[Update] Representing the Contemporary Youth in Teen Television Drama
From Beverley Hills 90210 to Gossip Girl and Glee, the genre of the teen drama series has added a unique and multi-faceted dynamic to the American television landscape. The popularity of this genre stems from the way in which it challenges and dramatizes the realities of its young viewers, presenting them with a fantastical reality which is defined by melodrama, materialism and excess. This quality of the genre often causes adult viewers to dismiss the teen drama series as a product of guilty pleasure television. Yet, the way it represents contemporary teenage identity and, conversely, the way in which teenage viewers respond to this representation, signals a multi-layered interpretation of what it means to exist within the complex liminal space between childhood and adulthood. How, for instance, do teenagers perceive the social and national politics of their world, both in and out of the classroom? Furthermore, how do these perceptions challenge broader social and nationalistic anxieties experienced within the adult world they are on the verge of encountering? The teen drama series provides a useful framework through which to explore these questions.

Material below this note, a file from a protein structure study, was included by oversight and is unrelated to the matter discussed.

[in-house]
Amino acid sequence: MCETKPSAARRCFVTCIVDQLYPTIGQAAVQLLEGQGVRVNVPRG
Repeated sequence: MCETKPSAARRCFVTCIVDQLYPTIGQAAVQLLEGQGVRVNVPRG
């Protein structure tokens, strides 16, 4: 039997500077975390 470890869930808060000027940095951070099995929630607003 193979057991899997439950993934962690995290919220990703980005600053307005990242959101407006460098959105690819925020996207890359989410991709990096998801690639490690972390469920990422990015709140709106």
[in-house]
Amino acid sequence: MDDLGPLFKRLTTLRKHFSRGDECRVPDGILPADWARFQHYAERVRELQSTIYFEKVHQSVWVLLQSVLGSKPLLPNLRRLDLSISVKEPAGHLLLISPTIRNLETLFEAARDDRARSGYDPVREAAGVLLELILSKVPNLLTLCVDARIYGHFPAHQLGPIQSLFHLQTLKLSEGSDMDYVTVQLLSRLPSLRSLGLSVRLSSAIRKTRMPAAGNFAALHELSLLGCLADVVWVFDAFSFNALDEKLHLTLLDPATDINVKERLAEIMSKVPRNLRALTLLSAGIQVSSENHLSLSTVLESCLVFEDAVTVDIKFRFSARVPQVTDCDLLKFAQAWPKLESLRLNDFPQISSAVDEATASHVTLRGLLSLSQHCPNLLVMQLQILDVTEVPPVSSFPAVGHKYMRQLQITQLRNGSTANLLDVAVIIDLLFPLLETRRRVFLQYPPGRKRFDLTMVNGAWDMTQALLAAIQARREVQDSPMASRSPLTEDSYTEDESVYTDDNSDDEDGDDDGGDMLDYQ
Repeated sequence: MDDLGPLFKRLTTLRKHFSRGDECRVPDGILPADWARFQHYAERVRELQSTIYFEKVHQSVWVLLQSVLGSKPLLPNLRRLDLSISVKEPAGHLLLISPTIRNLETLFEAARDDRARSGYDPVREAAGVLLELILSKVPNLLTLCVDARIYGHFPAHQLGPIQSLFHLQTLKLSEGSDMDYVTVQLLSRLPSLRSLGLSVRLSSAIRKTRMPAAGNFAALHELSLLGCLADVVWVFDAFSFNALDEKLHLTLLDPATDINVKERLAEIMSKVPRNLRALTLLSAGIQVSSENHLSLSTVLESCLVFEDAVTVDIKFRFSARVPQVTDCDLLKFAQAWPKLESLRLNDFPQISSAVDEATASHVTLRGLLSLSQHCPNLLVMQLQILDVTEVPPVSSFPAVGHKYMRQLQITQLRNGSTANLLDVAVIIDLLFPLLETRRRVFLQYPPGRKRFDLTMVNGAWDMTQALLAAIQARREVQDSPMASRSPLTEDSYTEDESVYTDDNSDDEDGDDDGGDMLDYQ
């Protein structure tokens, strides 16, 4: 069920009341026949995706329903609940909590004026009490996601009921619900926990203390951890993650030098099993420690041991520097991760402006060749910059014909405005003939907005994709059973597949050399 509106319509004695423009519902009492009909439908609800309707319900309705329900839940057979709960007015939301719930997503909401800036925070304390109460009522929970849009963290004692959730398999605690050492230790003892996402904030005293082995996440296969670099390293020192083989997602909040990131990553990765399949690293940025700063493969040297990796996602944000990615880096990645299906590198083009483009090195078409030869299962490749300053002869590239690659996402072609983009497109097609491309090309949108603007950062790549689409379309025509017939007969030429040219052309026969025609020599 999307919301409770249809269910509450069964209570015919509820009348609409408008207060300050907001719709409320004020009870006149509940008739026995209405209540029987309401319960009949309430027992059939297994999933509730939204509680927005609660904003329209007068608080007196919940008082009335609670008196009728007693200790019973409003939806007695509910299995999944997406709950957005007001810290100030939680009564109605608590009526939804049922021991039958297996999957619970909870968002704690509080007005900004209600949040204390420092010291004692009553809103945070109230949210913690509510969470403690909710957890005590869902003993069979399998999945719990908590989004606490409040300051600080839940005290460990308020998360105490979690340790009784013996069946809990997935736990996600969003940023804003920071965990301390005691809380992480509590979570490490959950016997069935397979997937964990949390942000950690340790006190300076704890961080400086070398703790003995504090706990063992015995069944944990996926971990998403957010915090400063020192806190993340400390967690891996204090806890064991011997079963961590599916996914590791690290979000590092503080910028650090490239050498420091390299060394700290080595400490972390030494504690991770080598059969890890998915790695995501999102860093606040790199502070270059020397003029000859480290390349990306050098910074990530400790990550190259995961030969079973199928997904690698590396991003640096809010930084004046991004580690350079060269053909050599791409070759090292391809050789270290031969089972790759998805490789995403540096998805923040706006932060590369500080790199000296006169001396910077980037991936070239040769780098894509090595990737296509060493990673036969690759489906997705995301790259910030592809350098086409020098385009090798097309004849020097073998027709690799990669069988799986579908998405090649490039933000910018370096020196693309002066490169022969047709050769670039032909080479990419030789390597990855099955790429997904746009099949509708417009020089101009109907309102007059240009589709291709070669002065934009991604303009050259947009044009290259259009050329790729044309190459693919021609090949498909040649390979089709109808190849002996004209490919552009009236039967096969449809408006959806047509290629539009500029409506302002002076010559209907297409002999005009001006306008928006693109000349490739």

Though academic work has been produced on particular teen drama series', these studies have mainly focused on these shows outside the context of their specific genre form. This seminar will seek to provide a clearer and more substantial study of this genre and its place within television studies. I welcome papers on any teen television drama, past or present, that examines this genre from multiple perspectives, such as its representation of issues pertaining to gender, class and race.
Please send abstracts of 250-300 words to Adam Levin at firstname.lastname@example.org. The closing date for abstracts is 30th September 2013.